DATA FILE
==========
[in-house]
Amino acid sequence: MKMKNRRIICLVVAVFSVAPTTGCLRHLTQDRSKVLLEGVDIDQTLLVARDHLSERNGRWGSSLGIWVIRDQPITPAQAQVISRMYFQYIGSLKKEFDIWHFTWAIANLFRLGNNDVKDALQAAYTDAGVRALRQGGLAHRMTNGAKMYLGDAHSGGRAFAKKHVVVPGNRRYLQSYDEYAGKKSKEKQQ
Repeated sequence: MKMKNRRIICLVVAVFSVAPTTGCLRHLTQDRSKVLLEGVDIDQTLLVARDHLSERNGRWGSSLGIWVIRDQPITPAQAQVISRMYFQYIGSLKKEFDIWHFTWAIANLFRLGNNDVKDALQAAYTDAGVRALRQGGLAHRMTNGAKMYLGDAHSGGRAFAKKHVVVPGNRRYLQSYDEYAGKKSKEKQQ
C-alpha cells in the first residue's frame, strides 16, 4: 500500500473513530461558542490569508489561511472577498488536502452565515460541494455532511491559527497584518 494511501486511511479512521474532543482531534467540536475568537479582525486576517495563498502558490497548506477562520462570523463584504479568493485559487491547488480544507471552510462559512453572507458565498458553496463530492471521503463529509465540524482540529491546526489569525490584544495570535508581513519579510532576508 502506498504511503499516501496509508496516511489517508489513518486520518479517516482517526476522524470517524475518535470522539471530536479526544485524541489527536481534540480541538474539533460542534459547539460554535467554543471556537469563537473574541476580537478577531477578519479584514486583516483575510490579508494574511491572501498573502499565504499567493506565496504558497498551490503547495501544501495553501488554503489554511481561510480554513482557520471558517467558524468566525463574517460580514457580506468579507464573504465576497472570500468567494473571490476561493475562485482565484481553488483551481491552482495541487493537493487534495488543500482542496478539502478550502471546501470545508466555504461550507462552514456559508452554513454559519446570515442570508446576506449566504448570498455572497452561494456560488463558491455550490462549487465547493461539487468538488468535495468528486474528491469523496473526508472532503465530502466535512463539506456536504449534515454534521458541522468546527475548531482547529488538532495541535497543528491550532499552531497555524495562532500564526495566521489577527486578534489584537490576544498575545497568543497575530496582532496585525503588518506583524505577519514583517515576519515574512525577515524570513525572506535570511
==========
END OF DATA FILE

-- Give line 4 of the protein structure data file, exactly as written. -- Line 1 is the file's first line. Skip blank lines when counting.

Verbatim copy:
C-alpha cells in the first residue's frame, strides 16, 4: 500500500473513530461558542490569508489561511472577498488536502452565515460541494455532511491559527497584518 494511501486511511479512521474532543482531534467540536475568537479582525486576517495563498502558490497548506477562520462570523463584504479568493485559487491547488480544507471552510462559512453572507458565498458553496463530492471521503463529509465540524482540529491546526489569525490584544495570535508581513519579510532576508 502506498504511503499516501496509508496516511489517508489513518486520518479517516482517526476522524470517524475518535470522539471530536479526544485524541489527536481534540480541538474539533460542534459547539460554535467554543471556537469563537473574541476580537478577531477578519479584514486583516483575510490579508494574511491572501498573502499565504499567493506565496504558497498551490503547495501544501495553501488554503489554511481561510480554513482557520471558517467558524468566525463574517460580514457580506468579507464573504465576497472570500468567494473571490476561493475562485482565484481553488483551481491552482495541487493537493487534495488543500482542496478539502478550502471546501470545508466555504461550507462552514456559508452554513454559519446570515442570508446576506449566504448570498455572497452561494456560488463558491455550490462549487465547493461539487468538488468535495468528486474528491469523496473526508472532503465530502466535512463539506456536504449534515454534521458541522468546527475548531482547529488538532495541535497543528491550532499552531497555524495562532500564526495566521489577527486578534489584537490576544498575545497568543497575530496582532496585525503588518506583524505577519514583517515576519515574512525577515524570513525572506535570511